Prof. Lawrence La Fountain-Stokes will serve as chair of the Department of American Culture from July 1, 2021, until June 30, 2024. He is the former director of the Latina/o Studies Program (2011-2016, 2018-2019) and has served on several LSA committees, including on the Dean’s Ad Hoc Faculty Diversity Taskforce, the Humanities Divisional Evaluation Committee, and the College Executive Committee. In addition to his appointment in American Culture, he is a professor of Romance Languages and Literatures and of Women’s and Gender Studies, and an affiliated faculty member in Comparative Literature, Latin American and Caribbean Studies, and World Performance Studies.
Larry is originally from San Juan, Puerto Rico, and received his AB (BA) from Harvard in 1991 and his MA (1992), MPhil (1996), and Ph.D. (1999) from Columbia. His publications include Queer Ricans: Cultures and Sexualities in the Diaspora (University of Minnesota Press, 2009), Escenas transcaribeñas: ensayos sobre teatro, performance y cultura (Isla Negra Editores, 2018), Translocas: The Politics of Puerto Rican Drag and Trans Performance (University of Michigan Press, 2021), and the co-edited volume Keywords for Latina/o Studies (New York University Press, 2017). He has performed in drag as Lola von Miramar since 2010. Before arriving in Michigan, he taught at Ohio State University and at Rutgers, the State University of New Jersey.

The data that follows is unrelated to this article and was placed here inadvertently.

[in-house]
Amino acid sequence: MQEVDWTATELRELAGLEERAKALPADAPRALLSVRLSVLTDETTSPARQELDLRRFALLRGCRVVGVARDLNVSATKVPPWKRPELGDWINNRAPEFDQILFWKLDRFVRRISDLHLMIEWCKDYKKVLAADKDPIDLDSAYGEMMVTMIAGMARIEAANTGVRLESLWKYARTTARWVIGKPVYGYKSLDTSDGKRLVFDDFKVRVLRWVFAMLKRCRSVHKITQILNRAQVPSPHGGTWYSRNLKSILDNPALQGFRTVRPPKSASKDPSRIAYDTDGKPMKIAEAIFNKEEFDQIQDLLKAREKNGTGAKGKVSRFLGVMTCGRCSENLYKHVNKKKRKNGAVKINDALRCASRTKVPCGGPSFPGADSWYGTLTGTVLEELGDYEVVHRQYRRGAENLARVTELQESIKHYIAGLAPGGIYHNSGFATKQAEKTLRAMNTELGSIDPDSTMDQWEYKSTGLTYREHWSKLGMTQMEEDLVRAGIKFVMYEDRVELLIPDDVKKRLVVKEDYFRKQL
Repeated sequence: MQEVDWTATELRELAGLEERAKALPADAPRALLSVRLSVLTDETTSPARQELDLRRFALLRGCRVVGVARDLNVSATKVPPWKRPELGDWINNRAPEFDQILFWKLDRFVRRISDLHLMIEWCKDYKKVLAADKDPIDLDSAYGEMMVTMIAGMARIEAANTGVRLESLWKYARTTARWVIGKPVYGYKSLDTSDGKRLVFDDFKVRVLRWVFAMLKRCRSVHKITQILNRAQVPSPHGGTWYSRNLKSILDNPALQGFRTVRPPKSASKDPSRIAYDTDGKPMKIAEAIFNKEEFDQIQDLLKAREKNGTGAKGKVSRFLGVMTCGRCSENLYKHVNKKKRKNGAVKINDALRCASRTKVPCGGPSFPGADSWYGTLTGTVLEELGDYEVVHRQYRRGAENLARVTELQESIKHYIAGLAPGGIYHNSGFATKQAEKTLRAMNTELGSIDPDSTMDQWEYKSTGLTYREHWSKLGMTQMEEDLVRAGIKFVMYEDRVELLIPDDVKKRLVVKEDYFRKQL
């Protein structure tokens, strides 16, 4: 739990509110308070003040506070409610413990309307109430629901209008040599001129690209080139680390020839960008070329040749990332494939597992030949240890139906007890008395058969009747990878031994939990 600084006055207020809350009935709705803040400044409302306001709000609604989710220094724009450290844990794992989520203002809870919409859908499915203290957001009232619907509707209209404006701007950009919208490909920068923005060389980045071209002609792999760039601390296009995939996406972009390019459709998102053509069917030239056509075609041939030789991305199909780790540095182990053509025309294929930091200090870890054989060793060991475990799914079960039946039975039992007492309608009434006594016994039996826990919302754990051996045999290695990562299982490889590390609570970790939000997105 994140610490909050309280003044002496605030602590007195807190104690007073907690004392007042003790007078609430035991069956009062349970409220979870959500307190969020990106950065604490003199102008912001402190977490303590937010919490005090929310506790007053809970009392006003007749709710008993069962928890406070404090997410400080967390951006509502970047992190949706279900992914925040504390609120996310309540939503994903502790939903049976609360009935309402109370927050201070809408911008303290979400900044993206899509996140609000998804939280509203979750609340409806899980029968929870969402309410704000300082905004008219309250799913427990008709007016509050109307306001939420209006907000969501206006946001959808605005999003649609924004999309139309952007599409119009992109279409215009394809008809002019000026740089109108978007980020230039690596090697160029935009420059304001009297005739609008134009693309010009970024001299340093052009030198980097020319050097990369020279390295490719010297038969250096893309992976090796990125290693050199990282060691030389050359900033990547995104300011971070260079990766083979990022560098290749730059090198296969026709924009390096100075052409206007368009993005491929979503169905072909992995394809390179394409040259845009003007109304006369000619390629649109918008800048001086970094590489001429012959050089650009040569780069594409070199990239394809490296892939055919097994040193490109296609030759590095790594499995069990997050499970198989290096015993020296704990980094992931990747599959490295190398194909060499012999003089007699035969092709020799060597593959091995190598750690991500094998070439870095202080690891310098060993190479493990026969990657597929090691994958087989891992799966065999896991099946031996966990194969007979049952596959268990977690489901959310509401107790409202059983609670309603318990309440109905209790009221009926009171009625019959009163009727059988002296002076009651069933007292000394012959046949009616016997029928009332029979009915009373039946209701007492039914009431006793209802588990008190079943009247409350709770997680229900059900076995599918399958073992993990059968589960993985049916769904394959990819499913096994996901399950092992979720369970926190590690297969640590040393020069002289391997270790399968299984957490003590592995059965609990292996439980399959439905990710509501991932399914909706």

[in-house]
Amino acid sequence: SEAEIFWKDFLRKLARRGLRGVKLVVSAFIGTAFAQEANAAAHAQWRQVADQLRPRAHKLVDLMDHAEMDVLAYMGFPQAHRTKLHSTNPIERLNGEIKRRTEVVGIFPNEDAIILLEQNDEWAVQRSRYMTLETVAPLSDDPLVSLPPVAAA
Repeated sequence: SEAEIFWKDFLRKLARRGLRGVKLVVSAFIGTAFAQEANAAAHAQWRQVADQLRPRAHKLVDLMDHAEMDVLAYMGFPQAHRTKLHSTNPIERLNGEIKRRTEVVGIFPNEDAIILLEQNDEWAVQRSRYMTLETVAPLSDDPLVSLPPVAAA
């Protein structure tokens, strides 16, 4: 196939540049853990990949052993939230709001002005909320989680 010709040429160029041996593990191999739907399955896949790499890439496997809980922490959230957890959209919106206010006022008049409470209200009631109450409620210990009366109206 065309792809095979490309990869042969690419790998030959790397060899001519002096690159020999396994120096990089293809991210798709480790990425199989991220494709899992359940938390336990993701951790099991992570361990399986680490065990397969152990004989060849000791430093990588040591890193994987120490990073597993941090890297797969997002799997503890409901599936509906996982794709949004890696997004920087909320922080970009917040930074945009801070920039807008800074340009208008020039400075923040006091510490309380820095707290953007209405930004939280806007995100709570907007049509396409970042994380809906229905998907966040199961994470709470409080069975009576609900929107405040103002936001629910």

As Larry indicates, “I am extremely happy to have the opportunity to lead this outstanding department, which is the oldest American Studies program in the nation. Our department is unique in the ways it combines historical, literary, digital, sociological, ethnographic, media, cultural, performance, and religious analysis, among other approaches, housing four key ethnic studies units. We provide students with an expansive understanding of the United States, its Indigenous nations, and its territories in a hemispheric and transnational context, ranging from the Pacific to the Northern Atlantic, Caribbean, and beyond. At a moment of increased racial and ethnic tensions, our classes center crucial discussions. The scholarship and activism of our faculty is at the forefront of national debates on African American, Asian, and Pacific Islander American, Arab and Muslim American, Latinx, and Native American issues and on questions of digital and racial justice and gender and sexuality. I hope to maintain the legacy of excellence exemplified by current chair Gregory E. Dowd as we continue to overcome the challenges of the coronavirus pandemic. I feel truly lucky to be working with such an outstanding staff, with brilliant faculty and students, and with such committed alumni.”